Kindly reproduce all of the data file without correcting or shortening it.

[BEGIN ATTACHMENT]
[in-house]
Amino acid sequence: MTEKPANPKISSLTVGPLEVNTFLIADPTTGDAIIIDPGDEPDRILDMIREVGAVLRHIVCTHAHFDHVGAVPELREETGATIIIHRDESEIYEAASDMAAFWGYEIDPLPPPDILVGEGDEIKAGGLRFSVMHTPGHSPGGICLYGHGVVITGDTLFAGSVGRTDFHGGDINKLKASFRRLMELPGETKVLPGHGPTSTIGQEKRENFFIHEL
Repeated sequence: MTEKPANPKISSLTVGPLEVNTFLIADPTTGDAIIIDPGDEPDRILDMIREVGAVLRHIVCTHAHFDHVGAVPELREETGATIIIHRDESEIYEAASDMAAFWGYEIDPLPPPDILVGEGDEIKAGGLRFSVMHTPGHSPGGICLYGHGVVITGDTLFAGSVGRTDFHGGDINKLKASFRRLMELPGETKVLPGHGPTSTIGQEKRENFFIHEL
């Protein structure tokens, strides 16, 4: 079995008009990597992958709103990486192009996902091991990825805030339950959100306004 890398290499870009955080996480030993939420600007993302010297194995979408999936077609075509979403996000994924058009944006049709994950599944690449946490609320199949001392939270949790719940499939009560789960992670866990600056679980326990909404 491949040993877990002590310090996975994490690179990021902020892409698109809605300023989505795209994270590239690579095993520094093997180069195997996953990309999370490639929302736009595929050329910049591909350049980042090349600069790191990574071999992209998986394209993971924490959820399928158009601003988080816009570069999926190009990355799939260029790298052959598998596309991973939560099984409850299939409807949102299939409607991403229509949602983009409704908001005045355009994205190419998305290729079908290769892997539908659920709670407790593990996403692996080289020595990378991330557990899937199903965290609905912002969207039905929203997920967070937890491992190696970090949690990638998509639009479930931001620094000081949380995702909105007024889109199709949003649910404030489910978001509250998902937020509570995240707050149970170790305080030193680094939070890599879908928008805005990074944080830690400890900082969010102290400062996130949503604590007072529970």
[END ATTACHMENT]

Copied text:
[in-house]
Amino acid sequence: MTEKPANPKISSLTVGPLEVNTFLIADPTTGDAIIIDPGDEPDRILDMIREVGAVLRHIVCTHAHFDHVGAVPELREETGATIIIHRDESEIYEAASDMAAFWGYEIDPLPPPDILVGEGDEIKAGGLRFSVMHTPGHSPGGICLYGHGVVITGDTLFAGSVGRTDFHGGDINKLKASFRRLMELPGETKVLPGHGPTSTIGQEKRENFFIHEL
Repeated sequence: MTEKPANPKISSLTVGPLEVNTFLIADPTTGDAIIIDPGDEPDRILDMIREVGAVLRHIVCTHAHFDHVGAVPELREETGATIIIHRDESEIYEAASDMAAFWGYEIDPLPPPDILVGEGDEIKAGGLRFSVMHTPGHSPGGICLYGHGVVITGDTLFAGSVGRTDFHGGDINKLKASFRRLMELPGETKVLPGHGPTSTIGQEKRENFFIHEL
């Protein structure tokens, strides 16, 4: 079995008009990597992958709103990486192009996902091991990825805030339950959100306004 890398290499870009955080996480030993939420600007993302010297194995979408999936077609075509979403996000994924058009944006049709994950599944690449946490609320199949001392939270949790719940499939009560789960992670866990600056679980326990909404 491949040993877990002590310090996975994490690179990021902020892409698109809605300023989505795209994270590239690579095993520094093997180069195997996953990309999370490639929302736009595929050329910049591909350049980042090349600069790191990574071999992209998986394209993971924490959820399928158009601003988080816009570069999926190009990355799939260029790298052959598998596309991973939560099984409850299939409807949102299939409607991403229509949602983009409704908001005045355009994205190419998305290729079908290769892997539908659920709670407790593990996403692996080289020595990378991330557990899937199903965290609905912002969207039905929203997920967070937890491992190696970090949690990638998509639009479930931001620094000081949380995702909105007024889109199709949003649910404030489910978001509250998902937020509570995240707050149970170790305080030193680094939070890599879908928008805005990074944080830690400890900082969010102290400062996130949503604590007072529970």